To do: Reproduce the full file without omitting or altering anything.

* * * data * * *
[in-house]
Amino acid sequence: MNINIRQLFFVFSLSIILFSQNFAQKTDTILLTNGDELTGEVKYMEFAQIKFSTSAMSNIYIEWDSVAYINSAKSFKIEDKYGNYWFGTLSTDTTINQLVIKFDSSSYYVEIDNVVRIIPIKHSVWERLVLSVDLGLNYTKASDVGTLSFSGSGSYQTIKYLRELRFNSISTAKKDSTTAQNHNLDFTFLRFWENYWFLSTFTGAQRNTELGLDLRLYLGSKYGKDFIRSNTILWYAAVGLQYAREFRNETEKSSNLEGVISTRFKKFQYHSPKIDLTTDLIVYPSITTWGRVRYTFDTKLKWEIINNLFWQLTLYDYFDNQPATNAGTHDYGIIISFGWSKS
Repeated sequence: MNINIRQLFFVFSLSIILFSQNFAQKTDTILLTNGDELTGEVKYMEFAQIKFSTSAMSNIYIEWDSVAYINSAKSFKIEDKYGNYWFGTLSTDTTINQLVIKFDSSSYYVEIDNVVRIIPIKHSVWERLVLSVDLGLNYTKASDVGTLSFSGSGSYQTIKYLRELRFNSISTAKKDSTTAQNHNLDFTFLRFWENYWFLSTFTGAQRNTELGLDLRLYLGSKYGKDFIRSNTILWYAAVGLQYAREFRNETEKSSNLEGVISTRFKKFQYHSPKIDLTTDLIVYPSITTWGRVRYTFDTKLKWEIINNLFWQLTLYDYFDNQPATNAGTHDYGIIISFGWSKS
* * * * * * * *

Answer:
[in-house]
Amino acid sequence: MNINIRQLFFVFSLSIILFSQNFAQKTDTILLTNGDELTGEVKYMEFAQIKFSTSAMSNIYIEWDSVAYINSAKSFKIEDKYGNYWFGTLSTDTTINQLVIKFDSSSYYVEIDNVVRIIPIKHSVWERLVLSVDLGLNYTKASDVGTLSFSGSGSYQTIKYLRELRFNSISTAKKDSTTAQNHNLDFTFLRFWENYWFLSTFTGAQRNTELGLDLRLYLGSKYGKDFIRSNTILWYAAVGLQYAREFRNETEKSSNLEGVISTRFKKFQYHSPKIDLTTDLIVYPSITTWGRVRYTFDTKLKWEIINNLFWQLTLYDYFDNQPATNAGTHDYGIIISFGWSKS
Repeated sequence: MNINIRQLFFVFSLSIILFSQNFAQKTDTILLTNGDELTGEVKYMEFAQIKFSTSAMSNIYIEWDSVAYINSAKSFKIEDKYGNYWFGTLSTDTTINQLVIKFDSSSYYVEIDNVVRIIPIKHSVWERLVLSVDLGLNYTKASDVGTLSFSGSGSYQTIKYLRELRFNSISTAKKDSTTAQNHNLDFTFLRFWENYWFLSTFTGAQRNTELGLDLRLYLGSKYGKDFIRSNTILWYAAVGLQYAREFRNETEKSSNLEGVISTRFKKFQYHSPKIDLTTDLIVYPSITTWGRVRYTFDTKLKWEIINNLFWQLTLYDYFDNQPATNAGTHDYGIIISFGWSKS